‘Napoleonic’ Warfare – Its Strategy and Tactics
Napoleon’s mastery of Europe’s battlefields was ended for the second—and final—time when he lost the Battle of Waterloo. Although that battle was the end of Napoleon as Emperor of France, it was not yet the end of “Napoleonic warfare.” In one form or another, the form of combat that borrowed Napoleon’s name hung around until at least the American Civil War (unfortunately, often with disastrous consequences as firearms technology had, by the mid-nineteenth century, made much of the tactics—although not the strategy—of Napoleonic warfare obsolete). Yet, what exactly was “Napoleonic warfare”? Briefly, here are the strategy and tactics of Napoleon’s way of war.
Strategy of Napoleonic Warfare: An examination of Napoleon’s campaigns shows that his strategy was, above all, characterized by offensive action preceded by thorough planning. The majority of Napoleon’s campaigns began, not on the field of battle, but in the library, where he collected all the information he could on his potential enemy and studied every aspect of his opponent’s country, history and military forces. The information was supplemented by reports from legions of well-placed spies who supplied the latest data on Napoleon’s intended target. Only when he thought that he was thoroughly prepared did he set his own forces in motion seeking offensive action. Once in motion, Napoleon’s approach marches demonstrated speed, mobility and flexibility (largely due to his creation of the corps organization) that his opponents were usually incapable of matching. By always employing an outstanding degree of security, his forces consistently confounded and confused his enemies as to his true strength, precise location and intended point of attack. Finally, his actions often produced a numerical advantage for French forces when his speed and flexibility allowed for a rapid concentration for battle at the critical point. Napoleonic warfare strategy, as practiced by the man who invented it, usually resulted in the French Emperor being able to make a more effective use of time and space than his opponents did.
Tactics of Napoleonic Warfare: Napoleon’s tactics once his forces met the enemy on the battlefield were, essentially, his own application of several innovations created by his predecessors that began after the French defeat in the Seven Years’ War (1756–1763). Jean Baptiste Vaquette de Gribeauval, Jean du Teil and the Comte de Guibert were all instrumental in developing technical improvements, tactical mobility and organizational changes during the three decades preceding Napoleon’s arrival on the battlefield in the 1790s. Guibert’s development of the division organization permitted a greater concentration of the improvements in firepower and mobility (chiefly the creation of more mobile, highly lethal field artillery cannon) that were pioneered by Gribeauval and du Teil.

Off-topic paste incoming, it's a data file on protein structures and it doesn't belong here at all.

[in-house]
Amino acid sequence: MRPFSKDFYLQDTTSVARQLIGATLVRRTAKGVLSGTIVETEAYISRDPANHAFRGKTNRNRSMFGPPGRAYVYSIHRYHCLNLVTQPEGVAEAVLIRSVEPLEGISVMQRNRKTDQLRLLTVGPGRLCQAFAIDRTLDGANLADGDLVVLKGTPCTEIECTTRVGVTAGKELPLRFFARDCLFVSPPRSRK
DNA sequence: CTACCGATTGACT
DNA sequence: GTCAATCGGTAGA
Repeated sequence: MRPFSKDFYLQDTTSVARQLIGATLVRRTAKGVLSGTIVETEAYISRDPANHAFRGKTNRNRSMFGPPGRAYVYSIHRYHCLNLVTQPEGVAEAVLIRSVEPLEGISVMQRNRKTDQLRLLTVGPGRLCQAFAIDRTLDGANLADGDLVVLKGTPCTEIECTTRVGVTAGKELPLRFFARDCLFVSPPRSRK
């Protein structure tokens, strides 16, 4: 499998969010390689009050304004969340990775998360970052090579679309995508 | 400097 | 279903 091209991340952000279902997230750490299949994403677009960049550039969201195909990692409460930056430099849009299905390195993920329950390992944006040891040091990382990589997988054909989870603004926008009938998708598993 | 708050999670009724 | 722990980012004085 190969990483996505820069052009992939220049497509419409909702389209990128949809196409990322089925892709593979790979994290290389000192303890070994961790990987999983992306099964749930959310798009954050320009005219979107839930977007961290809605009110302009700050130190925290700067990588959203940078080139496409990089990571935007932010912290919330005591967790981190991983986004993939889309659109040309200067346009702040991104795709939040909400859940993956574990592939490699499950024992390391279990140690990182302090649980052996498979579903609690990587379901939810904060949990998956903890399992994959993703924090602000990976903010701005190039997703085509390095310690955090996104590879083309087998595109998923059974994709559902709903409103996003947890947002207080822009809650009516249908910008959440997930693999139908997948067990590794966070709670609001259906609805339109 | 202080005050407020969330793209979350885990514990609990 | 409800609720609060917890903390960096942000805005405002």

Two tactical formations predominated: the line formation which allowed a concentration of overwhelming firepower (especially artillery) at the critical point of attack; and the column formation, a powerful, densely-packed concentration of troops in great depth along a narrow frontage that could break through an enemy line, often at the point where massed, mobile field guns had already blasted a gap. Typically, a cloud of lightly-armed skirmishers preceded both formations to “soften-up” enemy formations with carefully-aimed rifle fire.
FRENCH CAVALRY VERSUS BRITISH SQUARES
It is a fearsome thing for foot soldiers to see horsemen riding down on them. During the Napoleonic Wars, French cavalry greatly improved under Napoleon who sought in them a mighty striking force, capable of breaking through an enemy disposition.
While the thin red line of British infantry was formidable against frontal attacks, its flanks and rear were vulnerable to cavalry charges. For defense, infantry formed hollow squares with three or four ranks on each side. The first rank knelt with rifle or musket but on the ground and bayonet pointed outward. The next and succeeding ranks stood with bayonets pointed outward in position to fire, creating a hedge of steel. Infantry squares allowed cavalry to approach 100–125 yards before firing. The tightly packed hollow squares bristling with bayonets gave the infantry a better chance of surviving the charge.
Since horses are unwilling impale themselves on bayonets, cavalry had several tactical approaches to breaking an infantry square formation. The best way to break up squares was horse artillery. However, these units could be vulnerable to counterattacking cavalry and infantry sharpshooters. Cavalry could attack in echelons against a corner of the square in case the defending ranks emptied their muskets.
In the raw tactics of a brutal battle, cavalry could charge the square with great impetus. A fast moving horse when hit severely took nearly 15 yards to fall down and tumble, and it could roll into infantry on a square side creating a gap through which following horsemen could gain access to the unoccupied center.
Pivotal tactical swings in warfare through the ages have often been when infantry learns to stand against mobile forces. By the Battle of Waterloo, disciplined infantry could consistently hold against cavalry charges unsupported by infantry and artillery. With increasing firepower over the ages, infantry dominated battlefields until the armored warfare of World War II.
Jerry D. Morelock, PhD, HISTORYNET Editor at Large